Designer Q+AMeet Gucci's Former Head of Tailoring Who’s Now Revamping Boglioli
Read our Q+A with Boglioli designer Davide Marello, who's pushing the soft-shouldered Italian tailoring masters into the new no-rules era of modern suiting.
Five years ago, when the online #menswear movement hit a critical mass, Boglioli was known mostly to industry insiders, magazine editors, and sharp-as-hell Milanese men who all coveted the label's innovative “soft” jackets: unstructured, unlined, and garment-washed to look and feel like you've been living in them for years.
Basically, Boglioli was the exact opposite of the starched, stiff aesthetic you see on trading floors and in law offices, and the small buys at specialty retailers in the States sold through faster than gelato melts in August.
Then, last year, Boglioli CEO Giovanni Mannucci tapped young-gun designer Davide Marello—who clocked nine years as head of tailored clothing at Gucci—to be its first-ever creative director. An inaugural runway show was staged, and Boglioli came out looking like an all-new brand.
Yes, the suits and blazers were still there, but Marello added piles of cozy knits, Schnabel-grade pajama shirts, and fashion-forward outerwear like hooded car coats, bombers, and colorful dusters with leather accents—all built on Boglioli's light-as-air chassis. “I wanted to fill the rest of a modern man's closet,” Marello says. “I wanted to complete his arsenal.”
All the cashmere-and-wool-washing technology that Boglioli perfected has paid off: At Boglioli's fall show in Milan, Marello sent buttery leather goods and fabric after lust-worthy fabric down the runway. “We have a lot of material treated with this frost effect,” he says, “which gives it a bit of sheen but still retains the softness.”
Below, Marello, who still spends his free time squaring off in foosball matches against Gucci's Alessandro Michele, discusses his Gucci experience, how "personal style" is changing tailoring, and Boglioli's first New York store.
GQ Style: Boglioli has long been known for it’s tailoring, but recently it’s been pushing more into fashion. What do you think the brand had in mind by bringing you on?
Davide Marello: My position is not a big change, I don’t think. The image of the brand was already very good. Boglioli already took a more relaxed approach to tailoring, while still making very beautiful garments—and I didn’t want to change that.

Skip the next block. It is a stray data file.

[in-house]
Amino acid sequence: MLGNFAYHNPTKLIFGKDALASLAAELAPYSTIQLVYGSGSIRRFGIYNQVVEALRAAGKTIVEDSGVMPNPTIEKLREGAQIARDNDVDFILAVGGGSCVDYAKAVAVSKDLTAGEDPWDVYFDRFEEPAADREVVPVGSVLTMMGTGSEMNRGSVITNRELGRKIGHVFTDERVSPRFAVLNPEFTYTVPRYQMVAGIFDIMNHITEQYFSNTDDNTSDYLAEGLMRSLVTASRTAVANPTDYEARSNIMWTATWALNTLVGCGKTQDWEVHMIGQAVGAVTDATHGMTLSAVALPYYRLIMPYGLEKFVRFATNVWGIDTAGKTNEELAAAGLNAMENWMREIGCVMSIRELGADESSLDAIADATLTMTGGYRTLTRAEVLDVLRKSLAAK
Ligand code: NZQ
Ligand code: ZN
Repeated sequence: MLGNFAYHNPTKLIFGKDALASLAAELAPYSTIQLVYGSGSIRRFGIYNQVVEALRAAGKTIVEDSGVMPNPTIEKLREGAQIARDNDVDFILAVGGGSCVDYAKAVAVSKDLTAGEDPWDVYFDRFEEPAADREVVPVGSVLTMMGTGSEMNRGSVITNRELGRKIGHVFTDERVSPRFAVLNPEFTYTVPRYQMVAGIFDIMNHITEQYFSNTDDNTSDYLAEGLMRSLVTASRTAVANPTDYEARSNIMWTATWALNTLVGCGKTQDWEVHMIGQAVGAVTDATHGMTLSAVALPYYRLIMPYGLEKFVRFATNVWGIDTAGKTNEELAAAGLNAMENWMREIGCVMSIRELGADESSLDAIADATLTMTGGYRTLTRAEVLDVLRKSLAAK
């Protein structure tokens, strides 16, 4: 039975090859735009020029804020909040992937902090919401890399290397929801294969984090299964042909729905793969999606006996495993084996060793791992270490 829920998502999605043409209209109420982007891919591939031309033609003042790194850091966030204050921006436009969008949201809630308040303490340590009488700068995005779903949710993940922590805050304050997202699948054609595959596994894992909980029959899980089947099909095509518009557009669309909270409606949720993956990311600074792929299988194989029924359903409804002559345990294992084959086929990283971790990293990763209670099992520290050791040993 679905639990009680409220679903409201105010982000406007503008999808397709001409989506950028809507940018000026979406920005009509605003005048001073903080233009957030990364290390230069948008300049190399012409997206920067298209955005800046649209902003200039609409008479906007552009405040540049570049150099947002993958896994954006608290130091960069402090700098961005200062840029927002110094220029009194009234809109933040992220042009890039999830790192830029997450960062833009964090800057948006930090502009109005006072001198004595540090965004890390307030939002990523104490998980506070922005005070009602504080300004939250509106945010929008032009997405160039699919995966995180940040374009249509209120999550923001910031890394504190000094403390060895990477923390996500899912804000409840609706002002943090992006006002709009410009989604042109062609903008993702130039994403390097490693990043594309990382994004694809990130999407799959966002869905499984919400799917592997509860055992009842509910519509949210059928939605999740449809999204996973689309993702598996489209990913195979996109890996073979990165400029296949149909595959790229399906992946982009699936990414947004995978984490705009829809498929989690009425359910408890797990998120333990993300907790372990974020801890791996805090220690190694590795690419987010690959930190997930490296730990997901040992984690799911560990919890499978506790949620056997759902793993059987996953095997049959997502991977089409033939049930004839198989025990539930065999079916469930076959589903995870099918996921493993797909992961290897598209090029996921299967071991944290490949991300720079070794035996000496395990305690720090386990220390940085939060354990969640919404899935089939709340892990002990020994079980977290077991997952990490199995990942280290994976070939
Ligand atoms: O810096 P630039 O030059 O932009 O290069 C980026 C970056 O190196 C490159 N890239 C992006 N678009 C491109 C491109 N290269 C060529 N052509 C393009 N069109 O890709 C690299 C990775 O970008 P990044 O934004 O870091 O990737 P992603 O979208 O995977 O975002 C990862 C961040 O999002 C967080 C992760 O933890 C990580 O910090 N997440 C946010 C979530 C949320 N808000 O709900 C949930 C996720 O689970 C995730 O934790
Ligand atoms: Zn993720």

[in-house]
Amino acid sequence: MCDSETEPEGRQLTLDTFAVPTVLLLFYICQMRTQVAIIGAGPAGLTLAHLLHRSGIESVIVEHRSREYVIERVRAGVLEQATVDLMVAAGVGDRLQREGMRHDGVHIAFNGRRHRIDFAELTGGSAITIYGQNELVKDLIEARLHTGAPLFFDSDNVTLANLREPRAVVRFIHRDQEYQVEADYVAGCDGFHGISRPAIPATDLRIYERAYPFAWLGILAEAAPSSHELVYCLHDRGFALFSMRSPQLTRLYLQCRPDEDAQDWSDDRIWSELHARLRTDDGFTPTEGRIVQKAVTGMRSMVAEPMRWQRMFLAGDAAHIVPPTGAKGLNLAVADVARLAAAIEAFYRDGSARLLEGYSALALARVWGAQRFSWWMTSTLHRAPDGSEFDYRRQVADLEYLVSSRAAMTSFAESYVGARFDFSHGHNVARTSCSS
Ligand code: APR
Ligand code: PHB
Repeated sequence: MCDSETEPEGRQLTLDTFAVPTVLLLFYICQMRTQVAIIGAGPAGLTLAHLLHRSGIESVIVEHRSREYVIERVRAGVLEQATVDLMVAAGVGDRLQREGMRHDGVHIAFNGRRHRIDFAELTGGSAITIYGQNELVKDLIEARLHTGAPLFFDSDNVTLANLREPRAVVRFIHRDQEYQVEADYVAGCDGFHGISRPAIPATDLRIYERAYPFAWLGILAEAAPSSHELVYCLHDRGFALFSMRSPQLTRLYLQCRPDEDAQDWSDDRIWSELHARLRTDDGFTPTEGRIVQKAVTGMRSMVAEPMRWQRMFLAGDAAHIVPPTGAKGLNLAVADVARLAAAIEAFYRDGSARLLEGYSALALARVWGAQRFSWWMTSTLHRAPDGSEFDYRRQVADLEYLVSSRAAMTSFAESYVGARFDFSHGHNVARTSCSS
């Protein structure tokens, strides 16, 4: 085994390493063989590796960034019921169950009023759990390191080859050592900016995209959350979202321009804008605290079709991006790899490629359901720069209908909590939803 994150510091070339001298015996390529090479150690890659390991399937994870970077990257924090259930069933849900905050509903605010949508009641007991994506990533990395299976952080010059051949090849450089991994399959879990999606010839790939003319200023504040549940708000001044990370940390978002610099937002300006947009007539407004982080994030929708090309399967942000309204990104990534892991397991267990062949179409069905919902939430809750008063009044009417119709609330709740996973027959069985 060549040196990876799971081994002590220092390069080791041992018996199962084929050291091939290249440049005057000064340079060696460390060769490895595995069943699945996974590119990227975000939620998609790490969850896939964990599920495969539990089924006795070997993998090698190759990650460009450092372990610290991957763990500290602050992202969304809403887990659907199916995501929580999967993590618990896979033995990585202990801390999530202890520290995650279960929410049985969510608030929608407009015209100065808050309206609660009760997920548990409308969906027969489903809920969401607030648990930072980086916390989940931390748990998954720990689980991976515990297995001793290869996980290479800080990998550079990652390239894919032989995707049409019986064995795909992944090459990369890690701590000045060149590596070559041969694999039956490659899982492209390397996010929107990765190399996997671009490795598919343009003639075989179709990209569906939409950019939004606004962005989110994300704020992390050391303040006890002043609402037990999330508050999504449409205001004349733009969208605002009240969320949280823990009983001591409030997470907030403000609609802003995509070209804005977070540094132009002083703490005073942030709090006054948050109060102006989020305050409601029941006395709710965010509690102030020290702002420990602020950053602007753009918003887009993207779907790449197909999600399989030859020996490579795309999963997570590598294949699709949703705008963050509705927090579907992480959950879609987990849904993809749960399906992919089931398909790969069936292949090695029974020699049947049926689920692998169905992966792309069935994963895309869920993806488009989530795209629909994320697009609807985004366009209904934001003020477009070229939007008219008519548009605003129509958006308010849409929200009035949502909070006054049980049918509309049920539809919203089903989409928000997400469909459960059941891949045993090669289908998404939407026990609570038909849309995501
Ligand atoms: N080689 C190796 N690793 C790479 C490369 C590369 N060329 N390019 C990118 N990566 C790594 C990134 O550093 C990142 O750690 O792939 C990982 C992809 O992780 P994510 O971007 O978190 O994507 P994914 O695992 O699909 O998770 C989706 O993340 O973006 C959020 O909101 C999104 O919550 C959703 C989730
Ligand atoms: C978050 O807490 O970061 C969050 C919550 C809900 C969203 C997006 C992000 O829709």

What were the first few things you knew you wanted to do when you got the job?
Before, Boglioli was more about product and less about storytelling. There wasn’t much imagination. What I wanted to do was create a silhouette, a man, a lifestyle around this man.
Boglioli has always been known for its unstructured and soft blazers and jackets. What are a few surprises a newcomer to the brand might find now?
I don’t want to play too much in fashion. There are a lot of brands much better at that. When I first arrived here I immediately understood that Boglioli had a following that loved the brand. I didn’t want to change that. So of course the jacket and suits are important. That’s the core business. But I’m also trying to use other things—like outerwear and knitwear—so it feels more like a complete collection. I’m filling in the pieces. A car coat, a peacoat. We’re developing new tuxedos. Tailoring is my bread and butter. I worked at Gucci as head of tailoring for 10 years. But we had a lot of chances within the team at Gucci to get to a bunch of different things outside of tailoring. There is a natural need to work on something new. So it’s interesting for me to approach things outside of the suits.
How have you seen the brand change and evolve since you’ve come in? Do you approach things differently now that the brand is growing?
Everyone is talking about personal style, and that’s something I really like. Everyone is trying to refresh tailoring and classic menswear—something born from sportswear. Accessories and what you pair with it makes a big difference. You can wear sneakers, a tie with sneakers, you can skip the tie. You can wear a T-shirt and it all works. You can be cool without being too classic. Right now you can easily do something personal to make classic tailoring fresher. I cannot tell you there is a trick, but everyone has their own tricks. There are no rules now. That’s the difference between the past and now.
You guys just opened a New York store. What can a man expect to find there?
Yes, the store is on Bond Street. We worked with studio Dimore in Milan. The coolest studio. We also opened a Milan shop but this is a bit different—it’s more representative of New York. I think that’s what’s contemporary in retail right now. Instead of every door in every country being the same, each has its own identity.
What are your favorite pieces in the fall collection?
It’s like choosing a son—which son do you prefer? I cannot wait to wear the double breasted trench coat. It looks like a winter coat but is super light.